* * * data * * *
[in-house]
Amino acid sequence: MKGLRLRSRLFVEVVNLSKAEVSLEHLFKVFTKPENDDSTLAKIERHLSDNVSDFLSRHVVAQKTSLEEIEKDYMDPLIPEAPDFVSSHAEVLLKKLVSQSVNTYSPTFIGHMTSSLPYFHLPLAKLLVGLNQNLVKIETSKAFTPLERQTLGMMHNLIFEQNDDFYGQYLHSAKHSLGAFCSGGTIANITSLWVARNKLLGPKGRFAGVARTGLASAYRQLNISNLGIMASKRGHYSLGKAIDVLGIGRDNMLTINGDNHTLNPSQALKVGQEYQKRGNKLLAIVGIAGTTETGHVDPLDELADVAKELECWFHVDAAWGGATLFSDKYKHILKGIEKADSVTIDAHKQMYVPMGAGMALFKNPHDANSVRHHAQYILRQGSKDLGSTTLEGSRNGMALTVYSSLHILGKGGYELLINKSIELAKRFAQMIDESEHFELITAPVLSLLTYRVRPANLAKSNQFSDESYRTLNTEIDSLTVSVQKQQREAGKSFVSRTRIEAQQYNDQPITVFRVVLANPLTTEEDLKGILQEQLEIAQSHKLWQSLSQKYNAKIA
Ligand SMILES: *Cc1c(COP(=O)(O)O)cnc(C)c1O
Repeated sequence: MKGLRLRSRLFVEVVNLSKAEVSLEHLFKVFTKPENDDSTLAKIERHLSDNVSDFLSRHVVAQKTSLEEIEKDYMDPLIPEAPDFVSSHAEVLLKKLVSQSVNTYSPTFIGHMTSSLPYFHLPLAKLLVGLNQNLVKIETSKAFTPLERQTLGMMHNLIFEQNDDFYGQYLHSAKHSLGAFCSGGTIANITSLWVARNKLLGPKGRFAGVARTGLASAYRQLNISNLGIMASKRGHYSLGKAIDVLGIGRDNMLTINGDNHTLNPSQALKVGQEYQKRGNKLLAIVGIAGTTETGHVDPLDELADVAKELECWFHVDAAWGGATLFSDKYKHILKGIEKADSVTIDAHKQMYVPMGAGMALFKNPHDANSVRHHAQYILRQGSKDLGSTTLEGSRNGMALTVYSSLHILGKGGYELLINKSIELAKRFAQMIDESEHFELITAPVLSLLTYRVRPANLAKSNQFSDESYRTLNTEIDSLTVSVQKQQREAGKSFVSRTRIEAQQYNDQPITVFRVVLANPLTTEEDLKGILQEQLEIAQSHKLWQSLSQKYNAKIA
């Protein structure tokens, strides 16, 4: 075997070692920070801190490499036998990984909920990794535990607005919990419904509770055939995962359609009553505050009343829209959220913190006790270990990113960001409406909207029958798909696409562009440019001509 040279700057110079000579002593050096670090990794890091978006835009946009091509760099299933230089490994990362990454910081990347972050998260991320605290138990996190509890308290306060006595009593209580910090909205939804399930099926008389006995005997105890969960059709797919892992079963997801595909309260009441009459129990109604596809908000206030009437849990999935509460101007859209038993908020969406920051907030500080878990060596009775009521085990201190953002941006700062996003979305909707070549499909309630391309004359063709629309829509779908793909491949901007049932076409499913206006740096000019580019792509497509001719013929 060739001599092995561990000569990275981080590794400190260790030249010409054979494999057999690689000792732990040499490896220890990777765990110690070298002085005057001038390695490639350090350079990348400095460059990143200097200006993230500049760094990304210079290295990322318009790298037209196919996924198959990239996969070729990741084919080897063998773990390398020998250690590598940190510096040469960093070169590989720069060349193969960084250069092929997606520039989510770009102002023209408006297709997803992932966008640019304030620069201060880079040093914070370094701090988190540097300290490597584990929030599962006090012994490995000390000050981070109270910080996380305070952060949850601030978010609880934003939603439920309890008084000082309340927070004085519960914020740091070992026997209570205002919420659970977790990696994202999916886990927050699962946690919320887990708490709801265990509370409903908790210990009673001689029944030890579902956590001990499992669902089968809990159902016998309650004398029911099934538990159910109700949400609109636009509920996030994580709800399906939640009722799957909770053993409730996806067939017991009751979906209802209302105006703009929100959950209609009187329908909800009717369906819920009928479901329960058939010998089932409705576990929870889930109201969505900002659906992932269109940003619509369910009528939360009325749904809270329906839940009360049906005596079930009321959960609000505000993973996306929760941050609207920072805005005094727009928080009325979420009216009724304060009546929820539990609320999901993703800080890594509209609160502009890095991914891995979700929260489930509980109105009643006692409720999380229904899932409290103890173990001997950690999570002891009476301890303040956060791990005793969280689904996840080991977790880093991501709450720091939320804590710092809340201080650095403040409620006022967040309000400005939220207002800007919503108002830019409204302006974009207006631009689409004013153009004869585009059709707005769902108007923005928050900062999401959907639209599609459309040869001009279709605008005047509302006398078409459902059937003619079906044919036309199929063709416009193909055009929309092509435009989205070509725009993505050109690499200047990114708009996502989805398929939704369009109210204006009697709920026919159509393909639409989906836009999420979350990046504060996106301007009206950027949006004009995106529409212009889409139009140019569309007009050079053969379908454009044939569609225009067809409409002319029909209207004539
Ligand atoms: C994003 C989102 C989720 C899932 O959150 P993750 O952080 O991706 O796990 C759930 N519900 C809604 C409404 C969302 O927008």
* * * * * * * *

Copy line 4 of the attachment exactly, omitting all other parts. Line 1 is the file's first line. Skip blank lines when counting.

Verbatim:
Repeated sequence: MKGLRLRSRLFVEVVNLSKAEVSLEHLFKVFTKPENDDSTLAKIERHLSDNVSDFLSRHVVAQKTSLEEIEKDYMDPLIPEAPDFVSSHAEVLLKKLVSQSVNTYSPTFIGHMTSSLPYFHLPLAKLLVGLNQNLVKIETSKAFTPLERQTLGMMHNLIFEQNDDFYGQYLHSAKHSLGAFCSGGTIANITSLWVARNKLLGPKGRFAGVARTGLASAYRQLNISNLGIMASKRGHYSLGKAIDVLGIGRDNMLTINGDNHTLNPSQALKVGQEYQKRGNKLLAIVGIAGTTETGHVDPLDELADVAKELECWFHVDAAWGGATLFSDKYKHILKGIEKADSVTIDAHKQMYVPMGAGMALFKNPHDANSVRHHAQYILRQGSKDLGSTTLEGSRNGMALTVYSSLHILGKGGYELLINKSIELAKRFAQMIDESEHFELITAPVLSLLTYRVRPANLAKSNQFSDESYRTLNTEIDSLTVSVQKQQREAGKSFVSRTRIEAQQYNDQPITVFRVVLANPLTTEEDLKGILQEQLEIAQSHKLWQSLSQKYNAKIA